The day before yesterday I listened to Jay Cross give his spiel on informal learning. I’m already a fan, but apparently some people were having trouble mapping it into concrete action plans the last time he gave it, and I suspect he wasn’t putting enough initial framing around it. It got me to thinking…
Jay was using O’Driscoll’s model on the relative role of formal versus informal learning, and it occurred to me that one of the ways to think about the role of informal learning is filling in the middle. For the novice, you need courses to get the learner up over some initial knowledge/skill hurdles. At the top end, you need to provide a way for experts to converse and negotiate understanding. But what are you doing for the middle?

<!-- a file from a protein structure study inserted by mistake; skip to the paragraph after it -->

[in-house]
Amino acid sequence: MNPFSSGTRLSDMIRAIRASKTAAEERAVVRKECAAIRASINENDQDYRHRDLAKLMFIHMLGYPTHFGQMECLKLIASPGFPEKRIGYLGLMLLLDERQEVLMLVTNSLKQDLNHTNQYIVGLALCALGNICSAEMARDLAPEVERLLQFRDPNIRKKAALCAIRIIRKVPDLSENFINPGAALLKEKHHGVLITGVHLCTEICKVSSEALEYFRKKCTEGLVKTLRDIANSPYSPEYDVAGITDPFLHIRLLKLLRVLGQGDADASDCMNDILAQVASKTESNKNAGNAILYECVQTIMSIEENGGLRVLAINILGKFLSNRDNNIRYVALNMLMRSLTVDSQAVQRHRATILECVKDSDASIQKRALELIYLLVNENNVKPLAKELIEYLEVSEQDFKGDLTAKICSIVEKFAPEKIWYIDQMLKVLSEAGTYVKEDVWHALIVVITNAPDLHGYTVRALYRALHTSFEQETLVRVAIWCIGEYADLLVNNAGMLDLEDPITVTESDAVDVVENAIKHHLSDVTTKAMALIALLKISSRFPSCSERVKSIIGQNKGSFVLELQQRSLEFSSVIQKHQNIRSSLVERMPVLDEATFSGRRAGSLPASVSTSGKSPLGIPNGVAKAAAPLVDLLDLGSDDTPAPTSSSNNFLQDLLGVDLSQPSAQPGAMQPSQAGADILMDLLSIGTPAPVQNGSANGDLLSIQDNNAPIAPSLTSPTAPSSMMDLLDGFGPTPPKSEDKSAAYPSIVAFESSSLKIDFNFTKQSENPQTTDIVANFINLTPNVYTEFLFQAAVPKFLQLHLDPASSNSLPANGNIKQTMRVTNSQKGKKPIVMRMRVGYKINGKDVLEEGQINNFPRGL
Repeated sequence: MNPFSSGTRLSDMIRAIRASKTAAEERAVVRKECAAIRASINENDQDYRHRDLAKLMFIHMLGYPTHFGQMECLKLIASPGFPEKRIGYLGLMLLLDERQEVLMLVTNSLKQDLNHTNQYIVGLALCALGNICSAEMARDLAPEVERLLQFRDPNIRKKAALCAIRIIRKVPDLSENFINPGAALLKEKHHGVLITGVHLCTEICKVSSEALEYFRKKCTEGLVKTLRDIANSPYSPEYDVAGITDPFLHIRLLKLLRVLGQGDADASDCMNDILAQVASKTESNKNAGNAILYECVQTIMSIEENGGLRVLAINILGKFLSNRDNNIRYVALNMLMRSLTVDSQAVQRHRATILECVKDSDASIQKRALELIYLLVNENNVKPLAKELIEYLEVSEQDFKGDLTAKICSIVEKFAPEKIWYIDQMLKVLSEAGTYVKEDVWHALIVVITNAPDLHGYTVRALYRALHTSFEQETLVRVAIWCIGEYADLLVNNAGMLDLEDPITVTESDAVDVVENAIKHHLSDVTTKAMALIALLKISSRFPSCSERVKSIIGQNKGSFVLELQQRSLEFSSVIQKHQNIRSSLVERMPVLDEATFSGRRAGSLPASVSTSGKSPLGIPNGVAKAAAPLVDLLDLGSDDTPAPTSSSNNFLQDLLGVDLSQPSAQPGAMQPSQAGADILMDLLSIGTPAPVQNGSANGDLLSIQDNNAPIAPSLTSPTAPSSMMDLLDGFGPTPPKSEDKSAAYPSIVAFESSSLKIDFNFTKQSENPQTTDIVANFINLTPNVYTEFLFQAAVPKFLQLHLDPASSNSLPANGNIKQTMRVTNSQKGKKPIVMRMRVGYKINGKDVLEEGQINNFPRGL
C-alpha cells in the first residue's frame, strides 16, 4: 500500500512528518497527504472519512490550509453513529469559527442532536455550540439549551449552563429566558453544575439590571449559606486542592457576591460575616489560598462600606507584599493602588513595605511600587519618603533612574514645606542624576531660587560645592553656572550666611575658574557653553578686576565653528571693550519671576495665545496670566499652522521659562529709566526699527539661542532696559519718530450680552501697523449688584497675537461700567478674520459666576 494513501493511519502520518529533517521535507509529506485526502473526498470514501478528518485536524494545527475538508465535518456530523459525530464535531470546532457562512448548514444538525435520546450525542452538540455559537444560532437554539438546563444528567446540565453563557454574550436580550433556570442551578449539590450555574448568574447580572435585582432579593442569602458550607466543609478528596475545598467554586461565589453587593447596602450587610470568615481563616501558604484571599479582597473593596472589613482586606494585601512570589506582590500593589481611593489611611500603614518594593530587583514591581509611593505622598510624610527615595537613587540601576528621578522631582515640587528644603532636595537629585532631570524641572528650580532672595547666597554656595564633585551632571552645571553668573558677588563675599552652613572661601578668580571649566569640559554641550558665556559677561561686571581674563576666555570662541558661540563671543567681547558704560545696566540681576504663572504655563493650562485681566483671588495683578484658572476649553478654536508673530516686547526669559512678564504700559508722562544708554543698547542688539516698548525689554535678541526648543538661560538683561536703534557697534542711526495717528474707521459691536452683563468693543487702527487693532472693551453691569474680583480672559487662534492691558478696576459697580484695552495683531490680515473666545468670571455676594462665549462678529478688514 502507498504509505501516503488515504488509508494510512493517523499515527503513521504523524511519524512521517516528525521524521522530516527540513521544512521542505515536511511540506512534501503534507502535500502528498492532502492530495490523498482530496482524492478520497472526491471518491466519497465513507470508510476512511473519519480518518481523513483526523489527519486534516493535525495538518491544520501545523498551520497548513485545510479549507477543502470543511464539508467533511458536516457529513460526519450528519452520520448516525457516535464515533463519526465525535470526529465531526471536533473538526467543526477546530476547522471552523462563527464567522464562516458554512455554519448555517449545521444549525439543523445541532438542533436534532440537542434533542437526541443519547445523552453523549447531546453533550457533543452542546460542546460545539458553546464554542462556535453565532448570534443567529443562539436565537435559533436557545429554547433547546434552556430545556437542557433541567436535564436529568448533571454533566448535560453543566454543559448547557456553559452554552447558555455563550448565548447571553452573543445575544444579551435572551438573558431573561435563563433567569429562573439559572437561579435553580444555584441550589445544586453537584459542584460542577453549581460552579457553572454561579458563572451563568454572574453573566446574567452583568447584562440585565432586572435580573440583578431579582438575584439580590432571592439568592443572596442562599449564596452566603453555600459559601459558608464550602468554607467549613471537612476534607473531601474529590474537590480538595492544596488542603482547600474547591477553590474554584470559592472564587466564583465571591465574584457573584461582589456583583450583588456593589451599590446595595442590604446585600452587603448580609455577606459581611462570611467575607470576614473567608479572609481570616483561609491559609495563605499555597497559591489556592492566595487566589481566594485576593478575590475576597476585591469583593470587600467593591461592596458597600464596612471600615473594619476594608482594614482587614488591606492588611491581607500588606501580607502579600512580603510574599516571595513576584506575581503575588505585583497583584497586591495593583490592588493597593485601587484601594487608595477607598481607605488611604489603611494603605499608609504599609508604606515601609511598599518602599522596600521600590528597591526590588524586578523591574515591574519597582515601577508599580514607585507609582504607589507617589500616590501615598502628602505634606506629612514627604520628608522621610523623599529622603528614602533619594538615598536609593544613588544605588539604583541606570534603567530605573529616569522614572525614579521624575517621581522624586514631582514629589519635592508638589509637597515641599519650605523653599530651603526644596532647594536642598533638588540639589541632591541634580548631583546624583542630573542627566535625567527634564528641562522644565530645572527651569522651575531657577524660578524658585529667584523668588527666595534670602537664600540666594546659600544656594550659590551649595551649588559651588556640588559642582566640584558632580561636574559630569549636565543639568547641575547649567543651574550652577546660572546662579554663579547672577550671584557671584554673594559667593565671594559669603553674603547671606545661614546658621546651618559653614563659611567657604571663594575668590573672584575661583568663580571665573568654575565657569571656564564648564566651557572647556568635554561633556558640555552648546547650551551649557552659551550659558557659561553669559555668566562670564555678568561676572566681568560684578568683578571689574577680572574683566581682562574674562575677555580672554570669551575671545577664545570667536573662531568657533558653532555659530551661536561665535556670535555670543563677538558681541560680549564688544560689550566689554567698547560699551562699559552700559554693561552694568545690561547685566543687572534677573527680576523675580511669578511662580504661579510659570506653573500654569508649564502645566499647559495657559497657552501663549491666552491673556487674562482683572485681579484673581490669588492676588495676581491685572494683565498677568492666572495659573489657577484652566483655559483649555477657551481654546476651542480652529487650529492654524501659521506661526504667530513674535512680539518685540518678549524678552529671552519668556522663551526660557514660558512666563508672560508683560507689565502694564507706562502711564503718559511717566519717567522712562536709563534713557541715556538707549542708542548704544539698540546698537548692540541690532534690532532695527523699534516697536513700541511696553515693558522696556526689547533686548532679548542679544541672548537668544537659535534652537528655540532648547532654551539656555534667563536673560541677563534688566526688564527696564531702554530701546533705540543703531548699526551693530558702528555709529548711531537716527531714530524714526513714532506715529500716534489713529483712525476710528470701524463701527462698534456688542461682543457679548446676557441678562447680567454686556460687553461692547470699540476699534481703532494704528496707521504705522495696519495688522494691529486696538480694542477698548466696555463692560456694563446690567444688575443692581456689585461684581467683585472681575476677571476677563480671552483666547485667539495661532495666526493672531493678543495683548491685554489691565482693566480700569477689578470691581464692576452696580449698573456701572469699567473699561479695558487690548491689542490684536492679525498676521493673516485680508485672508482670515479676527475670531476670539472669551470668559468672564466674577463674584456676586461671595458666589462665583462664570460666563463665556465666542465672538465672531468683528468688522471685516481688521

What do I mean? Jay got Cisco to talk about how they were making videos of presentations available. I’ve heard of a case where engineers asked a firm to record the white papers as podcasts for listening to in the car. And all that rapid elearning (read: narrated powerpoints and captured webinars) similarly qualifies.
The point being that informal learning is about putting resources out there for the folks who are beyond courses, but are not yet ready to be creating their own resources. Making these resources and making them available, and allowing ways for these learners to tap into the expert conversations (and the experts) as well as begin communicating with peers, is what you need to do.
So, are you neglecting the middle majority, or not?